In the next couple months, I'm planning on writing more about
However, this doesn't mean I will stop developing in
Python. Aside from Django exposure at work, I'm planning to continue building web applications for myself - and hopefully with more robust front-end UI.
But, that's not quite good enough. If there was one thing I took away from Hacker School, it was the idea that I should always be pushing myself to become a better programmer. Web development is fun and lets me exercise my creative side, but I want to step outside my comfort zone and pursue other avenues of technology too. I'm not entirely sure what direction I'll look but I think my best bet is to attach myself to an open source project and develop a deep understanding of that problem space.
Anyways, I'll think on that and come back with my decision within the next month. Hold me to it!
There comes a point, usually after you've been using something for awhile, when you realize you are no longer just using it casually. And no, I'm not talking about drugs.I'm talking about defining my first shortcut key in my
A little background
I was first introduced to Vim by my Hacker School buddy James. For those of you who don't know, Vim is a very peculiar text editor. It is an "improved" version of Vi, the de facto Unix editor. Vim allows for a very efficient coding experience in which your hands generally never have to leave their main resting positions on the keyboard. And unlike editors (see Emacs), Vim makes heavy usage of different input modes to separate document navigation, inserting content, and text selection. This makes for a steep initial learning curve, as the default mode in Vim is mostly navigational, which is a farcry from the style of most word processors (hjkl actually mean hjkl, not left down up right).
So I was excited to be able to write these blog posts using Vim since I've gotten quite good and fast at using it. However, I quickly realized that a text editor that primarily displays lines of code needs a bit of work to properly display words and sentences.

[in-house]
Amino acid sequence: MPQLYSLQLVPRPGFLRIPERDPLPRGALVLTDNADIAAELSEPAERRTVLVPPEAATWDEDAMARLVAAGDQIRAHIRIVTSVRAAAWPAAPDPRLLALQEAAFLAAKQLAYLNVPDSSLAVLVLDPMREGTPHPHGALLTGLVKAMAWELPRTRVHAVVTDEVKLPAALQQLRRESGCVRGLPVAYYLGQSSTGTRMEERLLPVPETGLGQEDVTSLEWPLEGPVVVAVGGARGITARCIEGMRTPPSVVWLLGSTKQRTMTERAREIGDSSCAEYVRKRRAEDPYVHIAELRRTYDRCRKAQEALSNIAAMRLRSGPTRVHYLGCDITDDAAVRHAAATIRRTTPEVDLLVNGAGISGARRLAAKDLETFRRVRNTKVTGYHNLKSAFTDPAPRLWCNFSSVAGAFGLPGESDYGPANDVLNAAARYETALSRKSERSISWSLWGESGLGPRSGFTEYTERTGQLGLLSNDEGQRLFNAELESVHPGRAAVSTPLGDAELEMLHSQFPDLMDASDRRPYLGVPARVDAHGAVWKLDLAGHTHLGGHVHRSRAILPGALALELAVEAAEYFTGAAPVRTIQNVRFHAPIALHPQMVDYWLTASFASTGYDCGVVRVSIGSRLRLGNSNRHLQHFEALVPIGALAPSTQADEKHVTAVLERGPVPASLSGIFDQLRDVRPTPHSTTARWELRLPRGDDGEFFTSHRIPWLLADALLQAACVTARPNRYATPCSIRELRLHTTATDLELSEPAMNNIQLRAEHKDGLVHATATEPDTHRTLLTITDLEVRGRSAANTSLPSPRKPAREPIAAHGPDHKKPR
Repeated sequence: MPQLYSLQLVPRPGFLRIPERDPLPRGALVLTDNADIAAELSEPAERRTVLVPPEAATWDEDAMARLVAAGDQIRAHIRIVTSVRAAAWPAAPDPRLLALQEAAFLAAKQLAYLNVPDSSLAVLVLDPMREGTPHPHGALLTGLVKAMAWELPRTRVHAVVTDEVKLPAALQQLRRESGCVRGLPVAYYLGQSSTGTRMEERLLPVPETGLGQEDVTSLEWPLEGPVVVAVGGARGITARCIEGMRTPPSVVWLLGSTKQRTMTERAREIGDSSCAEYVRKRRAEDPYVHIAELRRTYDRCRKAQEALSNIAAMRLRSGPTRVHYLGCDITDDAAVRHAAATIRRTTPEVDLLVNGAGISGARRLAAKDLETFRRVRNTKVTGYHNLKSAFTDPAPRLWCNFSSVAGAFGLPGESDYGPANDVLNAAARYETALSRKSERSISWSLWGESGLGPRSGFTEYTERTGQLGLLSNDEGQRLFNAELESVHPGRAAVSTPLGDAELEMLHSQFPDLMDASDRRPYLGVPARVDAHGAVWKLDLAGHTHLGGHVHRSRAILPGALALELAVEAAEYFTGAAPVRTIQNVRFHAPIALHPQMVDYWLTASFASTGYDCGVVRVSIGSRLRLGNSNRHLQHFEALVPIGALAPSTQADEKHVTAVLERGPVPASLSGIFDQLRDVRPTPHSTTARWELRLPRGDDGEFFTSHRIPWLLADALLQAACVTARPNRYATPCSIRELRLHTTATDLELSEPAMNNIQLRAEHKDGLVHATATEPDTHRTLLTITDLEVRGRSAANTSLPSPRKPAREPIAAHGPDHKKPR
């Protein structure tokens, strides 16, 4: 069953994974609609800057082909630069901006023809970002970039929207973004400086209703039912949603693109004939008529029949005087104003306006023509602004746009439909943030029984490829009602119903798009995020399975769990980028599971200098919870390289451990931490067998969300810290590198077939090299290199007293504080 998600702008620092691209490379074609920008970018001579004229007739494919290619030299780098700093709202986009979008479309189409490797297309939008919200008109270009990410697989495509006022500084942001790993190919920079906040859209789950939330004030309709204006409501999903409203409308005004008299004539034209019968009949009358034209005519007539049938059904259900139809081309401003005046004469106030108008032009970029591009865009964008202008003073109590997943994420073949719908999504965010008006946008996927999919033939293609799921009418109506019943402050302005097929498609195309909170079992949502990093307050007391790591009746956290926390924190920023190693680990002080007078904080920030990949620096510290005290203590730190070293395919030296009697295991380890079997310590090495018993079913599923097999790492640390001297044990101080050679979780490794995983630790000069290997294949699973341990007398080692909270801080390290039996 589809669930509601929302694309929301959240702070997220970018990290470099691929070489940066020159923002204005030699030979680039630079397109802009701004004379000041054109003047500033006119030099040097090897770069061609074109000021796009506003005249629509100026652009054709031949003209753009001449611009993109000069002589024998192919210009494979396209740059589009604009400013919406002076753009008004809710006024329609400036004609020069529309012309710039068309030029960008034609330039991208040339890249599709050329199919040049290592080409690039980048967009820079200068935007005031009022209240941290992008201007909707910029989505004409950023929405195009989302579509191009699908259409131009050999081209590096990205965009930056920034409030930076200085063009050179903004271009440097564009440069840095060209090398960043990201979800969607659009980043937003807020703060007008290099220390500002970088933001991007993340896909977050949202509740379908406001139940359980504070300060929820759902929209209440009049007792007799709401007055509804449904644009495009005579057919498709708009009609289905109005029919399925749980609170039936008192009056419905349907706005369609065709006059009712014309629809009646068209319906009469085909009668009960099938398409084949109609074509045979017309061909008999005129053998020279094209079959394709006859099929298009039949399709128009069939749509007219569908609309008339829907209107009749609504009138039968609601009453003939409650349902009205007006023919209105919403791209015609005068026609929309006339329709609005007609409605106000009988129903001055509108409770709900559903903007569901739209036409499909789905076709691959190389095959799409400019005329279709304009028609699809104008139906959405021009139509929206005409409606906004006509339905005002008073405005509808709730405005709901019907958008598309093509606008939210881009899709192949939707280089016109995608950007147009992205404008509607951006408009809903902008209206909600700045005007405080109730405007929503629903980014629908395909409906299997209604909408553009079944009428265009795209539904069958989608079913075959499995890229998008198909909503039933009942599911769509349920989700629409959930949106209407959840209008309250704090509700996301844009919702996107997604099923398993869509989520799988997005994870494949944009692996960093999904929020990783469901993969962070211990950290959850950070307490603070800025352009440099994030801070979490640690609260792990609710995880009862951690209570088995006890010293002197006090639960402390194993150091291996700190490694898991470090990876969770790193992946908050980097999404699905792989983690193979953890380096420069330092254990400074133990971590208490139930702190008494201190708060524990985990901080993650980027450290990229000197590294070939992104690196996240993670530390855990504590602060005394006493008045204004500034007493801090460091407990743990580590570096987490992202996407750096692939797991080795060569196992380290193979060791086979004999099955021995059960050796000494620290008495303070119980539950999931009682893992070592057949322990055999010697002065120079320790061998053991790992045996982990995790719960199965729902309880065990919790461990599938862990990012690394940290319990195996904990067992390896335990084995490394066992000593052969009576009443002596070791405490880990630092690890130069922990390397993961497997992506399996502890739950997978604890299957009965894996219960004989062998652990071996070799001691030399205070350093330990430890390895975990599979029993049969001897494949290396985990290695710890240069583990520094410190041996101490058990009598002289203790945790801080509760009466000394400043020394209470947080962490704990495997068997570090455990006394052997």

For instance, here's what I was seeing everytime I wrote a paragraph of text:
This is a medium paragraph of text. Everything is all fine and dandy until you
get to the end of the line. Then, whatever text you just wrote gets cut off p
recisely when you reach the column width of your Vim window. This leads to awk
ward and hard to read paragraphs!
So, after a bit of research, I threw this into my
" F5 word wrap mode (great for writing blog posts!)
nnoremap <F5> :set linebreak<CR>
nnoremap <C-F5> :set nolinebreak<CR>
The first line turns the
wrap option on. The second line binds
:set linebreak<CR> to
F5 in normal mode. The last line binds the reverse to
<CR> is a carriage return, otherwise known as the
F5 in normal mode effectively types out
:set linebreak then hits
enter for you, rendering much more readable text for when you are not just writing code!
This is a medium paragraph of text. Everything is all fine and dandy until
you get to the end of the line. Then, whatever text you just wrote gets cut
off precisely when you reach the column width of your Vim window. This
leads to awkward and hard to read paragraphs!
For those of you that are curious, Vim will automatically break the line as soon as it encounters any of these characters
^I !@*-+;:,./?. You can change that default by redefining the
breakat option. See here for details.
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